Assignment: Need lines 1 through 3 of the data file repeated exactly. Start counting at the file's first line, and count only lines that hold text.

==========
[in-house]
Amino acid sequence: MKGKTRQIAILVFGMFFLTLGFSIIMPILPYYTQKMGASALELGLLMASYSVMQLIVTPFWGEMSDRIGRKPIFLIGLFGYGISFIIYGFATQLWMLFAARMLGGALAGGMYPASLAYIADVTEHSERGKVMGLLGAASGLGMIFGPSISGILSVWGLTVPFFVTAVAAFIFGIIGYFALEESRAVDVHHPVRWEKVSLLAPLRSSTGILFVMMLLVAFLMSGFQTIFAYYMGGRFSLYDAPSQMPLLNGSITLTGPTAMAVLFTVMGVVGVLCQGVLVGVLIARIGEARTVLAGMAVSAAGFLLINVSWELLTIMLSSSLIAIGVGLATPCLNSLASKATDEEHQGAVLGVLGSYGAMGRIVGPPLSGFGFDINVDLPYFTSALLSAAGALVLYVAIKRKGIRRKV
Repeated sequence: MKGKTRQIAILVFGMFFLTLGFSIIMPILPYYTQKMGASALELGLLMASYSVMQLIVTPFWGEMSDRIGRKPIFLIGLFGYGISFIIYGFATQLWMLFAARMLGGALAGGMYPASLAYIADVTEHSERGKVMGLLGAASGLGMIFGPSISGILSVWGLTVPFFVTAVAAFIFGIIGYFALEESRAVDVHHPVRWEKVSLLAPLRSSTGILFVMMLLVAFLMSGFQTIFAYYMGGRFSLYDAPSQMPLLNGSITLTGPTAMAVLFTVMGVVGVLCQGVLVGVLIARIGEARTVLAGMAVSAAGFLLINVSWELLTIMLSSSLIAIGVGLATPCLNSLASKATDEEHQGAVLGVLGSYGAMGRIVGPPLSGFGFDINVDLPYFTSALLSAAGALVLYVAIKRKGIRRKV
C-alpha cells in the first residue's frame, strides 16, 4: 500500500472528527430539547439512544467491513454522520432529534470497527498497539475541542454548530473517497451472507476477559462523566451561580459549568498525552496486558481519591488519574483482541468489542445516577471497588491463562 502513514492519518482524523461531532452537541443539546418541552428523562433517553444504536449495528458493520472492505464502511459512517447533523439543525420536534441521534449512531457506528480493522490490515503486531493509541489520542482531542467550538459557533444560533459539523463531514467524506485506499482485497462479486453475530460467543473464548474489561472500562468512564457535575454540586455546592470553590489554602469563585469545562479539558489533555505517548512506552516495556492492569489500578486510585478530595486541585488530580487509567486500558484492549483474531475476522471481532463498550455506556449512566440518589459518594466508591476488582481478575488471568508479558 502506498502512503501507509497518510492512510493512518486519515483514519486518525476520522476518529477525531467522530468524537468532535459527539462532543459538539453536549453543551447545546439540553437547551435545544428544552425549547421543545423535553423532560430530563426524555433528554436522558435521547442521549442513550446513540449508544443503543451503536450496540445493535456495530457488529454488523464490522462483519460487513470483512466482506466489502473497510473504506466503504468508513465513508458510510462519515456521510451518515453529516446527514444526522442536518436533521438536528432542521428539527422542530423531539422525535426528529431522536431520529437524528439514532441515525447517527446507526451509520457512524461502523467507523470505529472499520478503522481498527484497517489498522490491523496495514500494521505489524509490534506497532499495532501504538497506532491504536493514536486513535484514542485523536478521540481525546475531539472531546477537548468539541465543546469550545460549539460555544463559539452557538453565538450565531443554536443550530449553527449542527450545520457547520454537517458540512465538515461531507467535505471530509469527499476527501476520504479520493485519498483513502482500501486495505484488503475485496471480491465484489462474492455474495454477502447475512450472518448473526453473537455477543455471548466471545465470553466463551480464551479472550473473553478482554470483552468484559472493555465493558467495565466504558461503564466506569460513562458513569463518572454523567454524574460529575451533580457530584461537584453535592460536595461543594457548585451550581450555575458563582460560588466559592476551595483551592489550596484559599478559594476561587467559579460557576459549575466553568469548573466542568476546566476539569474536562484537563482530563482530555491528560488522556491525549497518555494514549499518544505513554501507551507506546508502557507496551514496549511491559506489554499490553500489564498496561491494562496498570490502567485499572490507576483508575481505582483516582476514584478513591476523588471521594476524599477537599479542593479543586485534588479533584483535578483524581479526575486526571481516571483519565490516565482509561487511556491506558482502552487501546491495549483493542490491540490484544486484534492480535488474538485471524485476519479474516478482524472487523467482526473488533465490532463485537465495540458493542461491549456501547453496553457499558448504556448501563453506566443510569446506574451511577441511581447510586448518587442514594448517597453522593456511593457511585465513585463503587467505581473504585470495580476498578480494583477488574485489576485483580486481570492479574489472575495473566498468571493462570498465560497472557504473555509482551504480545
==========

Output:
[in-house]
Amino acid sequence: MKGKTRQIAILVFGMFFLTLGFSIIMPILPYYTQKMGASALELGLLMASYSVMQLIVTPFWGEMSDRIGRKPIFLIGLFGYGISFIIYGFATQLWMLFAARMLGGALAGGMYPASLAYIADVTEHSERGKVMGLLGAASGLGMIFGPSISGILSVWGLTVPFFVTAVAAFIFGIIGYFALEESRAVDVHHPVRWEKVSLLAPLRSSTGILFVMMLLVAFLMSGFQTIFAYYMGGRFSLYDAPSQMPLLNGSITLTGPTAMAVLFTVMGVVGVLCQGVLVGVLIARIGEARTVLAGMAVSAAGFLLINVSWELLTIMLSSSLIAIGVGLATPCLNSLASKATDEEHQGAVLGVLGSYGAMGRIVGPPLSGFGFDINVDLPYFTSALLSAAGALVLYVAIKRKGIRRKV
Repeated sequence: MKGKTRQIAILVFGMFFLTLGFSIIMPILPYYTQKMGASALELGLLMASYSVMQLIVTPFWGEMSDRIGRKPIFLIGLFGYGISFIIYGFATQLWMLFAARMLGGALAGGMYPASLAYIADVTEHSERGKVMGLLGAASGLGMIFGPSISGILSVWGLTVPFFVTAVAAFIFGIIGYFALEESRAVDVHHPVRWEKVSLLAPLRSSTGILFVMMLLVAFLMSGFQTIFAYYMGGRFSLYDAPSQMPLLNGSITLTGPTAMAVLFTVMGVVGVLCQGVLVGVLIARIGEARTVLAGMAVSAAGFLLINVSWELLTIMLSSSLIAIGVGLATPCLNSLASKATDEEHQGAVLGVLGSYGAMGRIVGPPLSGFGFDINVDLPYFTSALLSAAGALVLYVAIKRKGIRRKV